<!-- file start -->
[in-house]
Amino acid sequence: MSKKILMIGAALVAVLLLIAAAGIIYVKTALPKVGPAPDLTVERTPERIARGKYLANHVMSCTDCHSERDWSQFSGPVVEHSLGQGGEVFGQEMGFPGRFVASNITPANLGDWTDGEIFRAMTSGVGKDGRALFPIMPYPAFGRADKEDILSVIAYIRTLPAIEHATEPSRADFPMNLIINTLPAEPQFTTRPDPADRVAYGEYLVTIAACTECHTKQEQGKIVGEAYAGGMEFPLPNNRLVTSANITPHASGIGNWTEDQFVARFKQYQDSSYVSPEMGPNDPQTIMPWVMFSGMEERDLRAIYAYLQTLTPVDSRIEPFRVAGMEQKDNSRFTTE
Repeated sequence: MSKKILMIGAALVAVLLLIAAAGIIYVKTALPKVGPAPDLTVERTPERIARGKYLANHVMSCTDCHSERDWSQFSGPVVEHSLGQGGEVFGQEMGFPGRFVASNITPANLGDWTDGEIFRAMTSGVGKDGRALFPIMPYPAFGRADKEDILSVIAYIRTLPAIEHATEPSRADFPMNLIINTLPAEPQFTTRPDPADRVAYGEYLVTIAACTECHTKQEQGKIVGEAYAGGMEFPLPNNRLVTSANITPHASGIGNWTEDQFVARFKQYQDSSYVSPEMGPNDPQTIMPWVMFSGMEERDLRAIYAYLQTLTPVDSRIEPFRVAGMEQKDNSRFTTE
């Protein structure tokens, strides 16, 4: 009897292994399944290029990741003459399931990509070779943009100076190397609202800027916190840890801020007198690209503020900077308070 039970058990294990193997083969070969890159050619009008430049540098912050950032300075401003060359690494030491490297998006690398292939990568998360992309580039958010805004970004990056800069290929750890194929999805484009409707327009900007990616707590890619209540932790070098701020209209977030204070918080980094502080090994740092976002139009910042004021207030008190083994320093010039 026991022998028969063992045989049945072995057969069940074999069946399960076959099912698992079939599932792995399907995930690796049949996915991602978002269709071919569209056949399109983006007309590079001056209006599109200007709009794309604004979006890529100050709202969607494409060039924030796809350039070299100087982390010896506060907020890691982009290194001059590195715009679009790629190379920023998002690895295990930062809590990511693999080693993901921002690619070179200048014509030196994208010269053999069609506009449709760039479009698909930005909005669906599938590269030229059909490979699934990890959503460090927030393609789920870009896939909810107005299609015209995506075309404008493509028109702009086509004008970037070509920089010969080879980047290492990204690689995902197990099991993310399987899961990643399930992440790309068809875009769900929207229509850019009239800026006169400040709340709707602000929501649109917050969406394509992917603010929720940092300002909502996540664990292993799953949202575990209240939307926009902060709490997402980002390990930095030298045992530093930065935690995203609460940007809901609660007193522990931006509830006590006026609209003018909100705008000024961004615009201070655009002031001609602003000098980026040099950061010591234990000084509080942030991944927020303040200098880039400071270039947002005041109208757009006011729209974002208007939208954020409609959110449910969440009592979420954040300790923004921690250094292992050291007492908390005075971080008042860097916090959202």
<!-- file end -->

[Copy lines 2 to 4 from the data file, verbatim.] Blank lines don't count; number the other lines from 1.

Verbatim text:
Amino acid sequence: MSKKILMIGAALVAVLLLIAAAGIIYVKTALPKVGPAPDLTVERTPERIARGKYLANHVMSCTDCHSERDWSQFSGPVVEHSLGQGGEVFGQEMGFPGRFVASNITPANLGDWTDGEIFRAMTSGVGKDGRALFPIMPYPAFGRADKEDILSVIAYIRTLPAIEHATEPSRADFPMNLIINTLPAEPQFTTRPDPADRVAYGEYLVTIAACTECHTKQEQGKIVGEAYAGGMEFPLPNNRLVTSANITPHASGIGNWTEDQFVARFKQYQDSSYVSPEMGPNDPQTIMPWVMFSGMEERDLRAIYAYLQTLTPVDSRIEPFRVAGMEQKDNSRFTTE
Repeated sequence: MSKKILMIGAALVAVLLLIAAAGIIYVKTALPKVGPAPDLTVERTPERIARGKYLANHVMSCTDCHSERDWSQFSGPVVEHSLGQGGEVFGQEMGFPGRFVASNITPANLGDWTDGEIFRAMTSGVGKDGRALFPIMPYPAFGRADKEDILSVIAYIRTLPAIEHATEPSRADFPMNLIINTLPAEPQFTTRPDPADRVAYGEYLVTIAACTECHTKQEQGKIVGEAYAGGMEFPLPNNRLVTSANITPHASGIGNWTEDQFVARFKQYQDSSYVSPEMGPNDPQTIMPWVMFSGMEERDLRAIYAYLQTLTPVDSRIEPFRVAGMEQKDNSRFTTE
């Protein structure tokens, strides 16, 4: 009897292994399944290029990741003459399931990509070779943009100076190397609202800027916190840890801020007198690209503020900077308070 039970058990294990193997083969070969890159050619009008430049540098912050950032300075401003060359690494030491490297998006690398292939990568998360992309580039958010805004970004990056800069290929750890194929999805484009409707327009900007990616707590890619209540932790070098701020209209977030204070918080980094502080090994740092976002139009910042004021207030008190083994320093010039 026991022998028969063992045989049945072995057969069940074999069946399960076959099912698992079939599932792995399907995930690796049949996915991602978002269709071919569209056949399109983006007309590079001056209006599109200007709009794309604004979006890529100050709202969607494409060039924030796809350039070299100087982390010896506060907020890691982009290194001059590195715009679009790629190379920023998002690895295990930062809590990511693999080693993901921002690619070179200048014509030196994208010269053999069609506009449709760039479009698909930005909005669906599938590269030229059909490979699934990890959503460090927030393609789920870009896939909810107005299609015209995506075309404008493509028109702009086509004008970037070509920089010969080879980047290492990204690689995902197990099991993310399987899961990643399930992440790309068809875009769900929207229509850019009239800026006169400040709340709707602000929501649109917050969406394509992917603010929720940092300002909502996540664990292993799953949202575990209240939307926009902060709490997402980002390990930095030298045992530093930065935690995203609460940007809901609660007193522990931006509830006590006026609209003018909100705008000024961004615009201070655009002031001609602003000098980026040099950061010591234990000084509080942030991944927020303040200098880039400071270039947002005041109208757009006011729209974002208007939208954020409609959110449910969440009592979420954040300790923004921690250094292992050291007492908390005075971080008042860097916090959202």